Praise for Wax – a novel about women in the 1940s

Next Generation Indie Book Awards Finalist

Kaiser Permanente: “New novel tracks lives of fictional Kaiser Shipyard Rosies” Read the full article here.

All Books Review, Canada, August 2012: “Touching and funny, with good pacing, and amazing characters, WAX is a novel that only disappoints in that it ends too soon” Read the full article here.
“A combination coming-of-age story and mystery, following Matilda “Tilly” Bettencourt as she struggles against traditional expectations of women in the 1940s.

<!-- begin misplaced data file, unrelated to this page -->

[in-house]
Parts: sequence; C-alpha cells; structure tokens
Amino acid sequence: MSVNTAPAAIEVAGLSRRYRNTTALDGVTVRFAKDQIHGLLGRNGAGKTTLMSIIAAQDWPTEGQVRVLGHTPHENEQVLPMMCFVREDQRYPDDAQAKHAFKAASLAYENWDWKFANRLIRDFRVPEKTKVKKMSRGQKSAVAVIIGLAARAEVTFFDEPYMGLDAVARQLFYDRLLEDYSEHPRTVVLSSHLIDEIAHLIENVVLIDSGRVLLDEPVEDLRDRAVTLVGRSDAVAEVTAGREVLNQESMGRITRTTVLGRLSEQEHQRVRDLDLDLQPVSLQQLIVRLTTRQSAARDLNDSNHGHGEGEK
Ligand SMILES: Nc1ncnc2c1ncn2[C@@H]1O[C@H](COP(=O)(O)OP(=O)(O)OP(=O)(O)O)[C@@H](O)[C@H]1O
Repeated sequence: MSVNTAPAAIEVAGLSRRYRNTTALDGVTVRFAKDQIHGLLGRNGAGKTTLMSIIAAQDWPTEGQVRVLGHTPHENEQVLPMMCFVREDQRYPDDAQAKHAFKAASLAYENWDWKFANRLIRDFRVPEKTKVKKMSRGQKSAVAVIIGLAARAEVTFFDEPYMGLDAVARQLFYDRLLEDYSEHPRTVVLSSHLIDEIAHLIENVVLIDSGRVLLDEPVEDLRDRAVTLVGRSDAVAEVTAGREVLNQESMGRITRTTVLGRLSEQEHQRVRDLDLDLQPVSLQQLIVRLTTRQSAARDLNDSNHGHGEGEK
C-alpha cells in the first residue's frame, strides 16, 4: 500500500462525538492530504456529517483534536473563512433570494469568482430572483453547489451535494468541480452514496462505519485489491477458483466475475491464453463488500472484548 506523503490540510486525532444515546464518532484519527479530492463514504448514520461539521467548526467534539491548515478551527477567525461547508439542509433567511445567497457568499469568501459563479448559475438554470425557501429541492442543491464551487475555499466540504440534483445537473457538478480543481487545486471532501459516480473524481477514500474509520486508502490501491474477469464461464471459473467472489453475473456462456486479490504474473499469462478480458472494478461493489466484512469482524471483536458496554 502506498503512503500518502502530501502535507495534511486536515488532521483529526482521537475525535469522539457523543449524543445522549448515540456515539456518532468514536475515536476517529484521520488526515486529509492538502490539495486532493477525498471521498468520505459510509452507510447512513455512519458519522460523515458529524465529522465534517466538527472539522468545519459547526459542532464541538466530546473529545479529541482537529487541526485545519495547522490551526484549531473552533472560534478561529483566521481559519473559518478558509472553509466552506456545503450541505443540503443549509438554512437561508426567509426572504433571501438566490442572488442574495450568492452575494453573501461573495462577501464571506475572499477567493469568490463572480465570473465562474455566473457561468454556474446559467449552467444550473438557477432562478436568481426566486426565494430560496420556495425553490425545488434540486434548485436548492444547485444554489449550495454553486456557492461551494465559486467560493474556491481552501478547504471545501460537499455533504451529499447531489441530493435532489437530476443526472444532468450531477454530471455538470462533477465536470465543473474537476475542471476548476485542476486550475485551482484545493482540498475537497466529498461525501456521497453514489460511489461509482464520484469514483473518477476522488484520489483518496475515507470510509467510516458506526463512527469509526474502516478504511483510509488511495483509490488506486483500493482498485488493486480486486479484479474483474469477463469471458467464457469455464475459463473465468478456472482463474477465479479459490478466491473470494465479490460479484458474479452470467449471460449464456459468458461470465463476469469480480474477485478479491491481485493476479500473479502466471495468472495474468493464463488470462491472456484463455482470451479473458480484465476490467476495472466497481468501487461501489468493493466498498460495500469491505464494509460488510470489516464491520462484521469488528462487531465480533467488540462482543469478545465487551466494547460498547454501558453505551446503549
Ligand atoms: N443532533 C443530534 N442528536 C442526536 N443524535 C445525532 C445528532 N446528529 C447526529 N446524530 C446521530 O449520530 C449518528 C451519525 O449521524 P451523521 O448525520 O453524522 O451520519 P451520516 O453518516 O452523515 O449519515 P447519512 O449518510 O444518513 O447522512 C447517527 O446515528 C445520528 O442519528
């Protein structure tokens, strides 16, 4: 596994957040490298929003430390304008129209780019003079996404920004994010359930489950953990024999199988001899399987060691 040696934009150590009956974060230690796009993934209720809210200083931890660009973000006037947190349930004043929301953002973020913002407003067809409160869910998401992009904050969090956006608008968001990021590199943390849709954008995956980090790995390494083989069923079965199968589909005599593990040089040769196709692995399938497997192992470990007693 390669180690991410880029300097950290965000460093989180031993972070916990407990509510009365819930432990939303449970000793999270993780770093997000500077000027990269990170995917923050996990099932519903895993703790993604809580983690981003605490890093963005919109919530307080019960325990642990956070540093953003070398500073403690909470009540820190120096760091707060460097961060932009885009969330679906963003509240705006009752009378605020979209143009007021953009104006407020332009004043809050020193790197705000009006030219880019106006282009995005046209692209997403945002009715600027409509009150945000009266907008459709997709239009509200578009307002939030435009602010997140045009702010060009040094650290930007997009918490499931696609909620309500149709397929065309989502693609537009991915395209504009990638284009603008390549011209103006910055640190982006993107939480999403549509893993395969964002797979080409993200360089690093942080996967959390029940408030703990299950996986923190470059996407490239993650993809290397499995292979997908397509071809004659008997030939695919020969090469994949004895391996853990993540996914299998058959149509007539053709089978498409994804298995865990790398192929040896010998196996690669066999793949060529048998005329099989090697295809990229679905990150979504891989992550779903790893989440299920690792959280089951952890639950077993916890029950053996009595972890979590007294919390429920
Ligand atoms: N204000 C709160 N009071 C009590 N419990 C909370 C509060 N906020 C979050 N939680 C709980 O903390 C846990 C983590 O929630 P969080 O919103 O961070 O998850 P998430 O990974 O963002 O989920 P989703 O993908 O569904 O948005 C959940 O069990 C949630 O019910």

Smith follows young, beautiful Tilly Bettencourt from the moment she makes the life-changing decision to leave her family and join the war effort as a metal welder. Settled across the country, Tilly begins a lifelong friendship with her roommate, Doris, and their neighbor, Sylvia. Doris soon discovers that she is an heir to a piece of property close to Tilly’s hometown. After the war is over, the roommates reunite to start a candle-making business on Doris’ inherited property. Unknown to Tilly and Doris, however, is a secret past that binds the girls’ families and threatens their dreams. An act of arson that destroys the girls’ business finally forces the secret to light. Together, Tilly, Doris and Sylvia struggle to realize a life outside mainstream expectations for women in the ’40s. While the author touches on important sociopolitical issues of the times—racism, women’s rights and homophobia—history is incidental to the story. Smith works in broad strokes, skimming over the secrecy of gay life during the ’40s and the dramatic fallout of family betrayal. The author focuses instead on character-driven plot points: the assistance of a handsome carpenter in remodeling a cottage, the challenges of first-time entrepreneurship and the heartache that characters experience searching for romantic love. Smith draws on strong, clearly defined characters to deliver a mostly linear story about family betrayal and personal integrity.